Being a foster parent is hard. And any foster parent who tells you differently is either a liar or they're not doing it right.
I'm not saying that to scare off potential foster parents. As difficult as it can be, those kids are absolutely worth every second that you will spend pulling out your quickly-graying hair. Everything from trying to track down pediatricians who accept Medicaid and who will actually see your child within the required amount of time to trying to update the 20 adults involved in your child's case to the monthly reports and paperwork to trying to advocate for your children without pissing off those other 20 adults, etc... It's not easy. But for me, by far the most difficult part of being a foster parent is that you really aren't a "parent" at all in the eyes of the law.
For me, the kids who come into my house become "mine" from the moment the enter the door. But as a foster parent, you are reminded nearly every day that you have absolutely no rights when it comes to these kids. Normal things that parents take for granted take an act of Congress for foster parents. Little Bobby desperately needs a haircut... Sorry. You need to get written permission from the biological parents. Planning a fun vacation? You'd better fill out an application to get permission from the bio parents and court first. Chances are, you're foster kids won't be allowed to participate and will have to go to respite care while you are gone. I've had foster parent friends who were ordered by bio parents not to allow their children to ride bikes, to only give their infant chocolate milk, never ever, EVER give them medications, etc. You do learn what you can and can't get away with. I try to do what's best for the child without getting caught. ;-)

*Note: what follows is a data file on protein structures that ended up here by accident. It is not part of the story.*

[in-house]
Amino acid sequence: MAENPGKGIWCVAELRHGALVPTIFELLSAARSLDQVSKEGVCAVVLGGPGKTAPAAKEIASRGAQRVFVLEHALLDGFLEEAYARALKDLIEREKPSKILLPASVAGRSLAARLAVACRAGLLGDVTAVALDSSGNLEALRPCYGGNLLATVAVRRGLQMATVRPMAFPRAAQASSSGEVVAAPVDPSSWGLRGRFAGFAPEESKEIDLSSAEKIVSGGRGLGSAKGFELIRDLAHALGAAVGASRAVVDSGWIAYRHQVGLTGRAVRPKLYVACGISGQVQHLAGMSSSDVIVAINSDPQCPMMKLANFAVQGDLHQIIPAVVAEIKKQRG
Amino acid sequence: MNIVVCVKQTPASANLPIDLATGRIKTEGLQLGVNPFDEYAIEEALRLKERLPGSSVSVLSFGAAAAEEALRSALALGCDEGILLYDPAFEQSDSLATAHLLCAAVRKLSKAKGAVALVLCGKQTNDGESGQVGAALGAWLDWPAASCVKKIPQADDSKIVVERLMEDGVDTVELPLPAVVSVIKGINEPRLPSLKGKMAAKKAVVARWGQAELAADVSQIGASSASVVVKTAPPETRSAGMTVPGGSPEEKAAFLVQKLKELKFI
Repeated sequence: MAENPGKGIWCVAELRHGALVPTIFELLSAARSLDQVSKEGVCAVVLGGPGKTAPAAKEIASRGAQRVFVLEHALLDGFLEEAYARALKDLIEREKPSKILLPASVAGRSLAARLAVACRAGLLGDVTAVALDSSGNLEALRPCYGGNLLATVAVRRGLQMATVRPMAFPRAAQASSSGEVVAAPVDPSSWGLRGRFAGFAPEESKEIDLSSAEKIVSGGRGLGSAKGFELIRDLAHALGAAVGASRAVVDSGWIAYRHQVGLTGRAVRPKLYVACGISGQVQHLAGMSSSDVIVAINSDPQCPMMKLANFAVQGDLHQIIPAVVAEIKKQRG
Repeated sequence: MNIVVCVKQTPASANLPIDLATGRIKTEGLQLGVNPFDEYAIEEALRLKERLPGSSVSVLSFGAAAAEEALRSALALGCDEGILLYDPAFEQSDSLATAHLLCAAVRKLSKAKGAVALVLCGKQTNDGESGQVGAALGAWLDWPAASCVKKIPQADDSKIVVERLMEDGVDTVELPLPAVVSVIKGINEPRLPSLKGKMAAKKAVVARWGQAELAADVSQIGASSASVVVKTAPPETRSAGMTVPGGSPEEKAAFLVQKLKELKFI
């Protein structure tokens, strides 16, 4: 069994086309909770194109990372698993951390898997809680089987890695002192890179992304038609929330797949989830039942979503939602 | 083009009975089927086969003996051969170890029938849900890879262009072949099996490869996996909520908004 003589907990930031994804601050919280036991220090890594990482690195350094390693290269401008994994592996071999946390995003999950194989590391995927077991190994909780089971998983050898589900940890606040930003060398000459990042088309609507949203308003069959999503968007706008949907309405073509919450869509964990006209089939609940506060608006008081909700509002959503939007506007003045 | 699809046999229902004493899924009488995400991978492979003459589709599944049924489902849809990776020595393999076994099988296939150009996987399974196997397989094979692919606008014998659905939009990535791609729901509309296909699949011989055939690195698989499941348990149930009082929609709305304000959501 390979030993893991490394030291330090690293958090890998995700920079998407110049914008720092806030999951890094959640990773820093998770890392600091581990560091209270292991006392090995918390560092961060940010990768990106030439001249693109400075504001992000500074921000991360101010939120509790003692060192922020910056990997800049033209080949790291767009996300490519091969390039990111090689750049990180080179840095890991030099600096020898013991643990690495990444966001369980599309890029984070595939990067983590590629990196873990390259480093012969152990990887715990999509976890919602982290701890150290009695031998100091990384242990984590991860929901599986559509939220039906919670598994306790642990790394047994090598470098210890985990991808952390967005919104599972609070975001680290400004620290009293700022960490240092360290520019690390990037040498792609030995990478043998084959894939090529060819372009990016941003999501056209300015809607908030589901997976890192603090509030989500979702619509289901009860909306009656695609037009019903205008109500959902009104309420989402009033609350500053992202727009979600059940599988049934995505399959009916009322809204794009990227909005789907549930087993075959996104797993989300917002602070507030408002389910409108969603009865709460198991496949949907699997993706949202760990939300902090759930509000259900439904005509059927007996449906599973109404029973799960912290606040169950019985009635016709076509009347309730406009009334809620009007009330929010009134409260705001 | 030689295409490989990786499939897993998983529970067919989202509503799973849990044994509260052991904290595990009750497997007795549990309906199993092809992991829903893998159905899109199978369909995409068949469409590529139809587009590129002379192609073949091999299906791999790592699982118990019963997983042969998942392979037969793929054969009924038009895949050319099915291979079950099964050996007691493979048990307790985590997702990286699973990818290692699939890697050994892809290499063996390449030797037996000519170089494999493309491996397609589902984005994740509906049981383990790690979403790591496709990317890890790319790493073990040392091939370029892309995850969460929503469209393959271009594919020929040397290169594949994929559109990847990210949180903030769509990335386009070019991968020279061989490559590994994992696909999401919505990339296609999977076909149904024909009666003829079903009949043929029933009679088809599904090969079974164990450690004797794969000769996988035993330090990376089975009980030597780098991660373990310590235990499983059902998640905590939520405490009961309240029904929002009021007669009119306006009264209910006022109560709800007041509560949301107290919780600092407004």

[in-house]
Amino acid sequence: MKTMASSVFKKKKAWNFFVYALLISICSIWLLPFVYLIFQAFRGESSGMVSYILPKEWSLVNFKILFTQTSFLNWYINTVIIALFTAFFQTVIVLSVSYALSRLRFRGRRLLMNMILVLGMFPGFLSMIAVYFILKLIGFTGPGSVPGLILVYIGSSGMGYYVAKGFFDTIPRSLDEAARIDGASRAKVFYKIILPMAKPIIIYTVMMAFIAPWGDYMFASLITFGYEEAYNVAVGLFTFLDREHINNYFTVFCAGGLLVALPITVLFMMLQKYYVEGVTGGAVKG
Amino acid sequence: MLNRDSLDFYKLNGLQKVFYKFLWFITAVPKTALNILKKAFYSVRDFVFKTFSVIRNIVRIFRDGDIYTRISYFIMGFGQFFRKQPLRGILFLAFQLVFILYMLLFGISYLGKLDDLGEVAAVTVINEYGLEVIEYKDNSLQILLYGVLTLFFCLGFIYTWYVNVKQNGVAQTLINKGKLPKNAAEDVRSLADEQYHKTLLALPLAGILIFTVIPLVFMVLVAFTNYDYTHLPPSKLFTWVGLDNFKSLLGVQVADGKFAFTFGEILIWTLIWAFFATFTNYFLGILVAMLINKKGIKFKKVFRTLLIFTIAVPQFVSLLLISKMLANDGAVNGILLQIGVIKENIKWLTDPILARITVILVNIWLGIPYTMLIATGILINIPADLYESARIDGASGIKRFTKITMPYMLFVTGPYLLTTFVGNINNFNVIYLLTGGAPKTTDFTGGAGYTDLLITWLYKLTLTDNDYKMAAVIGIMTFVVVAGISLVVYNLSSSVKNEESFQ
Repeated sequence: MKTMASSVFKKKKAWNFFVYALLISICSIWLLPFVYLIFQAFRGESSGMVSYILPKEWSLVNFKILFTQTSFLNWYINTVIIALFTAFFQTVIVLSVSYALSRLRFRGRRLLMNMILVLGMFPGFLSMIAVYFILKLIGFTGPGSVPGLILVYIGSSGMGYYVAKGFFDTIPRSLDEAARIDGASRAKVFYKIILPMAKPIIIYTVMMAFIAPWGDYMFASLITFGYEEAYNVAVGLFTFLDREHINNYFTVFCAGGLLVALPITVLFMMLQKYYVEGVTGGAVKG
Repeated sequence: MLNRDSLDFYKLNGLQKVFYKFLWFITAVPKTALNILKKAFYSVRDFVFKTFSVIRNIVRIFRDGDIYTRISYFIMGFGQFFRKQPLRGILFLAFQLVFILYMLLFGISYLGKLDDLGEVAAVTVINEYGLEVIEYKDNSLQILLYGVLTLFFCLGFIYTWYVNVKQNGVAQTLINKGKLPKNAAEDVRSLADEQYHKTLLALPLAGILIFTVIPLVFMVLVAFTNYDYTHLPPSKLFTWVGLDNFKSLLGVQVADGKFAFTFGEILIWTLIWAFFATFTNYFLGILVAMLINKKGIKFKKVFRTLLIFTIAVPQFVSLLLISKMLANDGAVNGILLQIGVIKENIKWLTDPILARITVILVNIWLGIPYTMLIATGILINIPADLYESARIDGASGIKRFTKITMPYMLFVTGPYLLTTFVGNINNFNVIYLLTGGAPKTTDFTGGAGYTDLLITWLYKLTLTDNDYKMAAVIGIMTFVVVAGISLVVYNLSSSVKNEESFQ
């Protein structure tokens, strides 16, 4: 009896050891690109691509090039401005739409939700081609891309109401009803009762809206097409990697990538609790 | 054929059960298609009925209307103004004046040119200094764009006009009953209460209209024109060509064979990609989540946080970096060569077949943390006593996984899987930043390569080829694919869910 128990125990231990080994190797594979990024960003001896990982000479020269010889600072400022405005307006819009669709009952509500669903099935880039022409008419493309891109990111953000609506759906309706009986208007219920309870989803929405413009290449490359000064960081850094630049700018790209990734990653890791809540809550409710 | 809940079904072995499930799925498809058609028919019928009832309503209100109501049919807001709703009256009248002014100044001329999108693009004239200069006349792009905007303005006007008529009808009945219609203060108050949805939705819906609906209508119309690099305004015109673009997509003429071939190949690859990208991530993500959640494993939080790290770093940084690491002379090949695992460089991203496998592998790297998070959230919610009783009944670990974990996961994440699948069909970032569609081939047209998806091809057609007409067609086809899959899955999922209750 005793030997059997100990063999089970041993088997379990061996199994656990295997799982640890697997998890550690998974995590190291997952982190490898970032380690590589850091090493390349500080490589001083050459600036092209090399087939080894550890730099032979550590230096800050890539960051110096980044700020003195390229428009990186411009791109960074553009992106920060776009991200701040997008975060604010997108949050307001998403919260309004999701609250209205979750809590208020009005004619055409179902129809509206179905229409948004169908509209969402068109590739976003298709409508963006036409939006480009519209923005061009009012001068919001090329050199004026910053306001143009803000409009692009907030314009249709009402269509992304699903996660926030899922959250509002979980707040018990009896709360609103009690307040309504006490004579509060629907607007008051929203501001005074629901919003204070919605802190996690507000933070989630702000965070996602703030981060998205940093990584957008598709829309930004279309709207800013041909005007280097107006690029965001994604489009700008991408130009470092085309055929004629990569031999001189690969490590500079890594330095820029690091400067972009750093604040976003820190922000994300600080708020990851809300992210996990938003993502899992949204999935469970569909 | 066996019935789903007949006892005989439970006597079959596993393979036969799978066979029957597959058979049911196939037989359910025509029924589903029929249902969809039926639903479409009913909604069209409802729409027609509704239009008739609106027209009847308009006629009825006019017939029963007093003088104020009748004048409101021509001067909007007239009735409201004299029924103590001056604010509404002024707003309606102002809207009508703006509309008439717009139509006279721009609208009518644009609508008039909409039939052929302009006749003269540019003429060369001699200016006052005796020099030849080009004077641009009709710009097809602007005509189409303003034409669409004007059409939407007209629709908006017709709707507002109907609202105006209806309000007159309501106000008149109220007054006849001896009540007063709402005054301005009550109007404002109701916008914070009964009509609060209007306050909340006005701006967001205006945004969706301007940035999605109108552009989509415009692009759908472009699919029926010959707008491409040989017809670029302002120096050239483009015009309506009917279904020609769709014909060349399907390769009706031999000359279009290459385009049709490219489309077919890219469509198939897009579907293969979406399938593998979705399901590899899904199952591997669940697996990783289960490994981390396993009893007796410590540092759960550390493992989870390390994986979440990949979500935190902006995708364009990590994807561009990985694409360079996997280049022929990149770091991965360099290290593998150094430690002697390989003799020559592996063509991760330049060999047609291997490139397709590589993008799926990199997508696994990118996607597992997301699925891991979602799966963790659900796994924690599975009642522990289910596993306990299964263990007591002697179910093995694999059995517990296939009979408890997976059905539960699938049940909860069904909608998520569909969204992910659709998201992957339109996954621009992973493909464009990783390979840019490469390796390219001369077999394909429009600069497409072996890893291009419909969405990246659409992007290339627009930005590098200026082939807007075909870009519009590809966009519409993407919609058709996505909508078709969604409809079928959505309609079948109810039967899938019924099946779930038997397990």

CPS can come to your house and take these children to appointments that they set up whenever they want. They can insist that your services are not needed at the appointment, but to be there when they get back. They can require you to take children for evaluations, therapies, give them certain medications, etc. or they can insist that you stop the same things, even if you are certain your children need them.
For me, the fact that I am nothing more than the hired help is never more clear than when my children are moved from my home. In some cases, you've raised these children for a year or more... With infants, you've been the only parent they've ever known... But as a foster parent, you are expected to hand them over with a smile on your face, turn off the love, and never look back.
With Angel, she was moving to another foster home, but we were promised that we could still have close contact. After she was moved, CPS backed out and started enforcing a "no contact" rule. The one time I really "broke the rules" was a weekend when she called me, hysterical, because of some things that were happening. There was no way that I was going to ignore her or not voice my concerns to her caseworker about that weekend's events. Apparently, I should have kept my mouth shut because that one incident of expressing my concern began a month-long attack on me and complete and total nightmare. I should have known better. I had no rights when I was her foster parent. I definitely had no rights after she was moved. Nevermind the fact that she's 17 years old and about to age out of the system!